Wait ten years and things will look very different. Tesla was the first manufacturer to mass-produce EVs with well-managed liquid-cooled batteries, and they seem to last forever in most cases. There's no mileage or age point where they seem to drop; it reminds me of the random transmission or engine failure you hear about on ten-year-old cars. I don't think this will be a serious concern a decade from now, but the industry will have seen enough failures to have options available. I'd bet that rebuilt packs will eventually become common, and new replacements will be significantly less. The core value of the failed part will also be worth a lot more as battery recycling goes mainstream. There are a lot of valuable metals in a dead EV battery.
Exactly, the old battery will be worth something and therefore you can offset your cost for a new one if you ever actually needed a new one.
 

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As I understand it, where NFPA ("fire code" in the USA) rev. 2020 is applicable, anything over 20kWh of lithium batteries is supposed to be UL listed. Good luck getting that on a DIY house battery bank.

On a solar trailer that is not "in a building", this does not apply. Guess where my batteries harvested from a solar farm that upgraded went into :)
How about 250 kWh battery banks done DIY and completely off grid. My insurance adjustor has been very helpful in making sure how to make it and pass insurance. And even if gets on fire god forbid I'm not worried about my house going on fire. It is 50 feet apart from my house. So far i have been off grid for 4 years and so far i have saved 14400 dollars for using free energy delivered by sun.
This is conservative number because I have now in my family 3 EV vehicle's.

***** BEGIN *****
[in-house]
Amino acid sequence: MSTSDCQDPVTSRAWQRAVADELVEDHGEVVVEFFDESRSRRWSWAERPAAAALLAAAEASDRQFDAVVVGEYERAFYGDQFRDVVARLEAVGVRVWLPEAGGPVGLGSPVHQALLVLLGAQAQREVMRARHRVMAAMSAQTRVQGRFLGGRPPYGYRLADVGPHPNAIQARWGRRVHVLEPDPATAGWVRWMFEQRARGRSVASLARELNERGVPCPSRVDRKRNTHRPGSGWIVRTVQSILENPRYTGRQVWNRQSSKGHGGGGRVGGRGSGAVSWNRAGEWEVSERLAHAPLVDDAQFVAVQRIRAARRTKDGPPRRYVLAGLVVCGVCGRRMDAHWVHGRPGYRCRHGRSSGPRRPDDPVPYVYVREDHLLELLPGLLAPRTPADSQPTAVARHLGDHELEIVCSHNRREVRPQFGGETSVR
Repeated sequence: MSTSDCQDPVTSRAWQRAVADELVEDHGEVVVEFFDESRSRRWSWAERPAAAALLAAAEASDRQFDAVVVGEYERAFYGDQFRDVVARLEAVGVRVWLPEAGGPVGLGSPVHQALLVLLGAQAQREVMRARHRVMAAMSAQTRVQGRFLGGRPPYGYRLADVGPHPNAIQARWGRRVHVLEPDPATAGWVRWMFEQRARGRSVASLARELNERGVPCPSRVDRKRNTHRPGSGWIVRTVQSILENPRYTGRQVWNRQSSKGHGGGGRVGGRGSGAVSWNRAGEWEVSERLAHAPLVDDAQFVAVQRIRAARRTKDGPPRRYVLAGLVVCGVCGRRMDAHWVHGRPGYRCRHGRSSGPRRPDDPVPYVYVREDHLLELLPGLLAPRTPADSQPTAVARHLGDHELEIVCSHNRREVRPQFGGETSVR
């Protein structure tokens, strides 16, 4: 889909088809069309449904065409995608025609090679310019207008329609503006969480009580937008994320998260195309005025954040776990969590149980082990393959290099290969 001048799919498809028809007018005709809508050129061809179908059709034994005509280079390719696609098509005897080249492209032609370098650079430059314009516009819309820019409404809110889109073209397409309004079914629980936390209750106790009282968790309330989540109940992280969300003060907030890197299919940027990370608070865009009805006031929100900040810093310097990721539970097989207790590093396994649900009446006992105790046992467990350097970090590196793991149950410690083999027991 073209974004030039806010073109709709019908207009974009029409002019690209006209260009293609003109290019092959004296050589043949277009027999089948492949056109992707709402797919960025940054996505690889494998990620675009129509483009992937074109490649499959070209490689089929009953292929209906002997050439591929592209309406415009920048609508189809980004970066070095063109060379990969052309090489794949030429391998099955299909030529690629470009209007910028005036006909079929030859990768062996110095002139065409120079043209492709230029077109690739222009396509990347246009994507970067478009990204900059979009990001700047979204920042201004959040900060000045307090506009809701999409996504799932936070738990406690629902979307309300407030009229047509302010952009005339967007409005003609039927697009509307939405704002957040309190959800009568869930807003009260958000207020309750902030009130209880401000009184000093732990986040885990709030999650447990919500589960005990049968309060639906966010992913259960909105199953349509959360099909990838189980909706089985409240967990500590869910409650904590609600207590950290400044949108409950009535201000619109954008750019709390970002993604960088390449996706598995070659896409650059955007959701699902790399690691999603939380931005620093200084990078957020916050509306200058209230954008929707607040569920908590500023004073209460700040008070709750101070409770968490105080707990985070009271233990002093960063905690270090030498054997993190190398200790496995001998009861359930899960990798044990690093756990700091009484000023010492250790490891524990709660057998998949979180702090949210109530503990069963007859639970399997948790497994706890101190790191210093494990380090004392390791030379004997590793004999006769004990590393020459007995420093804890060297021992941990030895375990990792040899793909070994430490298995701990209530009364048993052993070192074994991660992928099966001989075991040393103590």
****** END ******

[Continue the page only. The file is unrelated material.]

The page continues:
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How about 250 kWh battery banks done DIY and completely off grid. My insurance adjustor has been very helpful in making sure how to make it and pass insurance. And even if gets on fire god forbid I'm not worried about my house going on fire. It is 50 feet apart from my house. So far i have been off grid for 4 years and so far i have saved 14400 dollars for using free energy delivered by sun.
This is conservative number because I have now in my family 3 EV vehicle's.
I have a 12.95kW solar array, but won't go off-grid for a long time because when winter hits, you want that grid. Spend a week or so in the -20's*F and with minimal sunlight, and even a 250kWh battery will be SOL pretty fast with the all electric heat I have.
 

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How about 250 kWh battery banks done DIY and completely off grid. My insurance adjustor has been very helpful in making sure how to make it and pass insurance. And even if gets on fire god forbid I'm not worried about my house going on fire. It is 50 feet apart from my house. So far i have been off grid for 4 years and so far i have saved 14400 dollars for using free energy delivered by sun.
This is conservative number because I have now in my family 3 EV vehicle's.
That’s a massive massive battery bank, hard to even imagine.